Kathleen Falk: Can she win?
Sounding progressive themes before a labor temple audience, Kathleen Falk spent much of her time fielding questions and hearing concerns from those who came out to see her last night in Wausau. If the discussion was any indication, jobs remain the Number 1 focus of voters by far – something that Scott Walker campaigned on but has not been able to deliver upon. Falk hammered on the fact that Wisconsin is the only state in the country to have lost jobs for six months straight; the entire run of Walker’s first budget, so far.
But the big question that recall petition signers and others who are tired of GOP rule will have to answer over the next few months is whether Falk can win. This will be her third run at statewide office and Team Falk is hoping it will be the charm. In 2002, she captured 27 percent of the vote in the Democratic primary for governor. Jim Doyle picked up 38 percent and Tom Barrett 34 percent in the race that eventually gave Doyle two terms as Wisconsin governor. In 2006, she took the Democratic primary for attorney general and came within fewer than 9,000 votes – less than one percentage point of difference out of more than 2.1 million votes cast — of winning in the general election against Republican J.B. Van Hollen.
But it was that 2006 primary that some in the Democratic fold found troubling. Word was that former attorney general and then-governor Jim Doyle had prodded his Justice Department colleague and former gubernatorial primary rival Falk to run against Democratic incumbent Attorney General Peg Lautenschlager, his successor in that office. Lautenschlager had picked up a drunken driving citation in her state car, after taking the vehicle into a ditch in Dodge County in February 2004 – very damaging stuff for the state’s chief law enforcement officer.
I like Peg Lautenschlager a lot, but I supported Falk in that race because I felt it was the correct political call; that Peg would be unable to defend against the Republican challenger, given the baggage. Others saw Lautenschlager as a hero – both as a woman who won a high statewide elected office and for her courageous struggle with breast cancer, which also began in 2004 and from which she emerged successfully. She had served in the Assembly where she made a lot of good friends. She came within six points in a 1992 congressional race against longtime Republican Tom Petri, when she was only in her mid-30s. It was hard to give up such a promising rising star over one incident, as serious as it was.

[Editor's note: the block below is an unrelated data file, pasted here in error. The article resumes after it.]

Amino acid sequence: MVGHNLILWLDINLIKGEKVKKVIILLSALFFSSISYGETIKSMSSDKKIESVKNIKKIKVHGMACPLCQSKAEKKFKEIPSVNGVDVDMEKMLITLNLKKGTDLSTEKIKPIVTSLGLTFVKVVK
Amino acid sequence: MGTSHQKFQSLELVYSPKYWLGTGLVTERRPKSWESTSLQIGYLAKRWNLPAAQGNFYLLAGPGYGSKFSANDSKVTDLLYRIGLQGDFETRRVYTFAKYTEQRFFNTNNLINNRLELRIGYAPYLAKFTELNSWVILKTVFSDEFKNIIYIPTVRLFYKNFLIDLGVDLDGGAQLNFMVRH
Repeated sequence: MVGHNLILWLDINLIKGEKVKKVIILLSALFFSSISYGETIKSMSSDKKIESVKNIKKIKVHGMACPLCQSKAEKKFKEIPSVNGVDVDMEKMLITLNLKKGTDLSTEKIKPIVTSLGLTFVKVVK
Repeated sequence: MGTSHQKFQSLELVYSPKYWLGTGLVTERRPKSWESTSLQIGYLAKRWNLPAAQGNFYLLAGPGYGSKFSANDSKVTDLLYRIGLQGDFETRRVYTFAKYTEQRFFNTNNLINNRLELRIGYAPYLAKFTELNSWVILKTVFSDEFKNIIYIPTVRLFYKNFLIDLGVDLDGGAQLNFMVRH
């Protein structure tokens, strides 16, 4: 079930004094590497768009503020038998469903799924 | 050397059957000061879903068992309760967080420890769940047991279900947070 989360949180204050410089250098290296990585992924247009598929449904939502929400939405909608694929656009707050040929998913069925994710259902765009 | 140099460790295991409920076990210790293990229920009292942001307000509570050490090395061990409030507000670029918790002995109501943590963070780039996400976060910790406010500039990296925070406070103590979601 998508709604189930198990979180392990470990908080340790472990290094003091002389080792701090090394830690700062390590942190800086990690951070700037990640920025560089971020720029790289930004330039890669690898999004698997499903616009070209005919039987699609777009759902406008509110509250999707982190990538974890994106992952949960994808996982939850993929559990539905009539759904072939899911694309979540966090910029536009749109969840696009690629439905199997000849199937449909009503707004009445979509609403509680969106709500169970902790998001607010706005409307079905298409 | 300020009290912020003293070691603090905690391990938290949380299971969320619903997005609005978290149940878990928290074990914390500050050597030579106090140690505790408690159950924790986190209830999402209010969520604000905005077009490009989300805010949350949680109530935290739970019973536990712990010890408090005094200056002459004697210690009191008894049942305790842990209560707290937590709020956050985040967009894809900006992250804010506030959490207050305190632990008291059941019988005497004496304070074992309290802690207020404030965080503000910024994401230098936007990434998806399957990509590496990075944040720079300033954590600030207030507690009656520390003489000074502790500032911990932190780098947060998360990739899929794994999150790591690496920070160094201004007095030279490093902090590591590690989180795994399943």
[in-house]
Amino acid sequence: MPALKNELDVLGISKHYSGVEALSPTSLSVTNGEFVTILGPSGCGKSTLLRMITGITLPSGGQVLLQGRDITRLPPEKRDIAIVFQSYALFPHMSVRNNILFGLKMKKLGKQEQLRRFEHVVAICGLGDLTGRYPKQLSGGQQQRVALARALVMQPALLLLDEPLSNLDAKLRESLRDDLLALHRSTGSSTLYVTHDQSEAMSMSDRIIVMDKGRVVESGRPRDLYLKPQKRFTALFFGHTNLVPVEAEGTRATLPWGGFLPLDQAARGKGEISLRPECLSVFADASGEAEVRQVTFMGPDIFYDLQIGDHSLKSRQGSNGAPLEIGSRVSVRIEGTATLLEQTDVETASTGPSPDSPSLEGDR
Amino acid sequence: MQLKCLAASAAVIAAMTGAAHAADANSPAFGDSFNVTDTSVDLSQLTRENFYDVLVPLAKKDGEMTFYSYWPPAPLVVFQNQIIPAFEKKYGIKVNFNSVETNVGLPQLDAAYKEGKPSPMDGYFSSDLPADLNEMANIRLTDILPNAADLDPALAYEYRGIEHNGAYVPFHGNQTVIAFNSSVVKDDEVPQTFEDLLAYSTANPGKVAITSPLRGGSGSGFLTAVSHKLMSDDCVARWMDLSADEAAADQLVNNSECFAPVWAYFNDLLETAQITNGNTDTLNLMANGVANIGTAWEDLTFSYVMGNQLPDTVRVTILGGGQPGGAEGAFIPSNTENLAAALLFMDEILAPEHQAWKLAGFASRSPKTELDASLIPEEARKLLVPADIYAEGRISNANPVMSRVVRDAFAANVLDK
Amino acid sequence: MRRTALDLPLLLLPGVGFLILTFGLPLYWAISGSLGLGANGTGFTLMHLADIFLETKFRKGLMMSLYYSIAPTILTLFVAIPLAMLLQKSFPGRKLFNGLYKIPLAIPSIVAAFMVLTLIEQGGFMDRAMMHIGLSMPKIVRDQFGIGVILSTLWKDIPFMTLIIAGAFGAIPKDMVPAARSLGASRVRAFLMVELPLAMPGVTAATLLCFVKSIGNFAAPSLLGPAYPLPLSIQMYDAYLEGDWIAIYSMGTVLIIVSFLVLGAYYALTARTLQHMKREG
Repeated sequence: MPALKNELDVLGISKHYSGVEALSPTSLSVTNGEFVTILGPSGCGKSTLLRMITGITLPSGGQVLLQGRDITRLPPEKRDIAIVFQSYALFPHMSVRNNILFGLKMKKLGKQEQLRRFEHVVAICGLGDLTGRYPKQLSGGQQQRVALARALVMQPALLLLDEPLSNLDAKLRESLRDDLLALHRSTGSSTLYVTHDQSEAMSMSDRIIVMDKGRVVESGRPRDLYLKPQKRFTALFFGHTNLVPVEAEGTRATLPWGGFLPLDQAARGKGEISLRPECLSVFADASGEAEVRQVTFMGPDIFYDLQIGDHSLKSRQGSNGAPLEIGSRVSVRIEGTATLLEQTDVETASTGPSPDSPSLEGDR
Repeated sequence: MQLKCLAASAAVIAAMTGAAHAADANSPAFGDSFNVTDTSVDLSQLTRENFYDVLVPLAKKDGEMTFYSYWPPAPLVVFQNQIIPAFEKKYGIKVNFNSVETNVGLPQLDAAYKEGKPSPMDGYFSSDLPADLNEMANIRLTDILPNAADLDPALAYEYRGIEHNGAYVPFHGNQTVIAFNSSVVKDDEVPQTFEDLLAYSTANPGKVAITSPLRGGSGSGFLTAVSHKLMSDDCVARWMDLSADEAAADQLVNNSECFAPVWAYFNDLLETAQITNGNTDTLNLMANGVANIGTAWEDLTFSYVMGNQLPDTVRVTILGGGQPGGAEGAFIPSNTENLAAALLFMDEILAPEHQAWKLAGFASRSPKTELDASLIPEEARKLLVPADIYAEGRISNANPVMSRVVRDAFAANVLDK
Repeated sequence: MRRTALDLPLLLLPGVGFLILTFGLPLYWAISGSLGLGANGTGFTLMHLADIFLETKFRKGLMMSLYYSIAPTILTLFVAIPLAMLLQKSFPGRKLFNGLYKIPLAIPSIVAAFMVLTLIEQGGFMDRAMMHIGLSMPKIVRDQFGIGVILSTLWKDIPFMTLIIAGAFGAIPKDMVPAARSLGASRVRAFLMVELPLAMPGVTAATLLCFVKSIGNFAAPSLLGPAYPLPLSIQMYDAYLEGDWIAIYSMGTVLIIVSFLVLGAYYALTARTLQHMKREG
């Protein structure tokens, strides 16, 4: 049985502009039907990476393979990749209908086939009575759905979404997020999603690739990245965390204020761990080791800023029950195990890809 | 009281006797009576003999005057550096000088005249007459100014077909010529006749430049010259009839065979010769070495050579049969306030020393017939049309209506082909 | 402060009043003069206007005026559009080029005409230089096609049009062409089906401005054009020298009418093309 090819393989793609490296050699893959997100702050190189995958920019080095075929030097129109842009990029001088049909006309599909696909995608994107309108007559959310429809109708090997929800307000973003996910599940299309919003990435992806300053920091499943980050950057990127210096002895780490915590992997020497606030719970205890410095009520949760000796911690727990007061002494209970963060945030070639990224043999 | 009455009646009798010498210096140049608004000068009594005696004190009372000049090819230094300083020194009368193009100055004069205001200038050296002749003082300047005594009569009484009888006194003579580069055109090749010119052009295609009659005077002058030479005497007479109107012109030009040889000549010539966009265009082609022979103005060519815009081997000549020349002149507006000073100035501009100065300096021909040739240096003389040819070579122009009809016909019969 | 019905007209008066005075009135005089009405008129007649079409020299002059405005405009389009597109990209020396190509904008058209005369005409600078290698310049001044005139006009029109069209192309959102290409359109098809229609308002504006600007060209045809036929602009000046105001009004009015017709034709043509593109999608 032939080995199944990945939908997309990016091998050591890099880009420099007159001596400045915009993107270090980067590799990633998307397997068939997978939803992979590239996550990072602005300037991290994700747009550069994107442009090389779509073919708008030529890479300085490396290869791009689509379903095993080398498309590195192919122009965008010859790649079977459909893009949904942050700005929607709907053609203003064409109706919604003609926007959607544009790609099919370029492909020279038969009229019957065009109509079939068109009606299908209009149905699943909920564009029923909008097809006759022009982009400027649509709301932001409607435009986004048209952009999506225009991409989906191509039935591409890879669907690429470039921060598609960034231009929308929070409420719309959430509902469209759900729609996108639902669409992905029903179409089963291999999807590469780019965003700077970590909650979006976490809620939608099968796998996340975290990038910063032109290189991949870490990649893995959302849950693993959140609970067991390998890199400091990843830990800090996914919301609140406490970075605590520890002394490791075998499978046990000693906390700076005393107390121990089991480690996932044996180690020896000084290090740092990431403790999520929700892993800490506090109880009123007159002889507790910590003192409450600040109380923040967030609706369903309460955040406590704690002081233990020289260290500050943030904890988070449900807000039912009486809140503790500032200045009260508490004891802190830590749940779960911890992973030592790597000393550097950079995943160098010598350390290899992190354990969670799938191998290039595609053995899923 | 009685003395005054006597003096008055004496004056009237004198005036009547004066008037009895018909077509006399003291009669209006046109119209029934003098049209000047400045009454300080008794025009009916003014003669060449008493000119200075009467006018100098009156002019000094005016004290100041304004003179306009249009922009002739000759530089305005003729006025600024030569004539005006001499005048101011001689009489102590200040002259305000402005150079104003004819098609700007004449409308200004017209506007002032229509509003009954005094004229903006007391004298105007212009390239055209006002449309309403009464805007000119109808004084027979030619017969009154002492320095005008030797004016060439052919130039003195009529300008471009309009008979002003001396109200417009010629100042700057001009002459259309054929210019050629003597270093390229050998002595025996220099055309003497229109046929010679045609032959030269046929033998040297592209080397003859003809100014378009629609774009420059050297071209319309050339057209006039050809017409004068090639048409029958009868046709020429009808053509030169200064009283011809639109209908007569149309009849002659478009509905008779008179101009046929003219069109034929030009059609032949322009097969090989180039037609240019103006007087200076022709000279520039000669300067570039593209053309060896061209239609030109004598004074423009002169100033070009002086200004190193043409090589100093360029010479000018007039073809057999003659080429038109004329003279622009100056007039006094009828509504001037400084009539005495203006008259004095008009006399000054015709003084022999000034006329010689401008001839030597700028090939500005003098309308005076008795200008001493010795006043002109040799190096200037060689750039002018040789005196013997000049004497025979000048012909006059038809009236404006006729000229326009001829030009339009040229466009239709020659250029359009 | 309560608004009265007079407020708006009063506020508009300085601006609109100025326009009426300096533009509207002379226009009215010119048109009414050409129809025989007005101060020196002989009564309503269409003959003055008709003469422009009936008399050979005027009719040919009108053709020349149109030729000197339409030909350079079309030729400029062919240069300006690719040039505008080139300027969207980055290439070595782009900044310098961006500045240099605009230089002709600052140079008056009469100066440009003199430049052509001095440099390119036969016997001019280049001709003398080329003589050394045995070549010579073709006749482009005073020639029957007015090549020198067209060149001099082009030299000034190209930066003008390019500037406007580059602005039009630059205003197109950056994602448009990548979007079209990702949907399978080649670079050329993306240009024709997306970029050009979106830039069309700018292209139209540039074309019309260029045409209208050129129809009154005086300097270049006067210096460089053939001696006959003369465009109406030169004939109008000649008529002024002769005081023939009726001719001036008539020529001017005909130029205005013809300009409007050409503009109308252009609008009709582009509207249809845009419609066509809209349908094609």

It didn’t help for Falk when Van Hollen ended up being elected anyway. But if you put in your closer in a tie game with no outs and two men on base, you’re not always going to get the win. Regardless, the rift that ensued from that race may not necessarily be entirely a matter of bygones for everyone, even now. Walker won’t pick up any votes from those folks, but it creates the opening for other Democrats enter the primary to run for governor and it could also mute some of the enthusiasm for Falk if she ends up being the nominee. That’s something that Democrats can’t afford in a very intense and well-funded race by Walker to hang on as guv. Throw in four GOP senators up for recall simultaneously in a contest where the Dems will do well to take two and you have a very interesting political backdrop in play. There is also the possibility that even with many millions to play with, the polarizing nature of Walker’s governorship and continuing revelations in Walkergate could leave him in no position to defeat any credible Democratic challenger by election day.
As for Falk, she served 14 years as Dane County executive and also a dozen as Public Intervenor in the Wisconsin Dept. of Justice, until Tommy Thompson eliminated the position in 1995 at the behest of folks like WMC. (They likely didn’t appreciate her previous work with Wisconsin’s Environmental Decade, Inc. either.) So her resume shows plenty of experience in environmental themes that are important to the Democratic base (think mining legislation) and she’s been prominent in the recall activities. Some have tried to chalk her recall presence off to simple opportunism, but that doesn’t match her long track record of activism and it should give her an edge with labor over someone like Tom Barrett in a race for which labor issues figure so prominently. In addition to serious political chops, Falk draws the stark, night-and-day contrast with Walker’s agenda that Democrats will want. Nobody will be able to say she’s not eminently well qualified.
So back to the big question: Can Falk win? The answer: Absolutely. But since other shoes are likely to be dropping in this one, it’s way too early to say if she will.
And just as Kathleen Falk was bringing her road show to Eau Claire this morning:
Vinehout is one the “Wisconsin 14” — the Democratic state senators who fled to Illinois last year for three weeks to stop a vote on Walker’s union-busting proposal. A farmer, (and a PhD, too), Vinehout was first elected in 2006 and narrowly won re-election in 2010 during the GOP wave.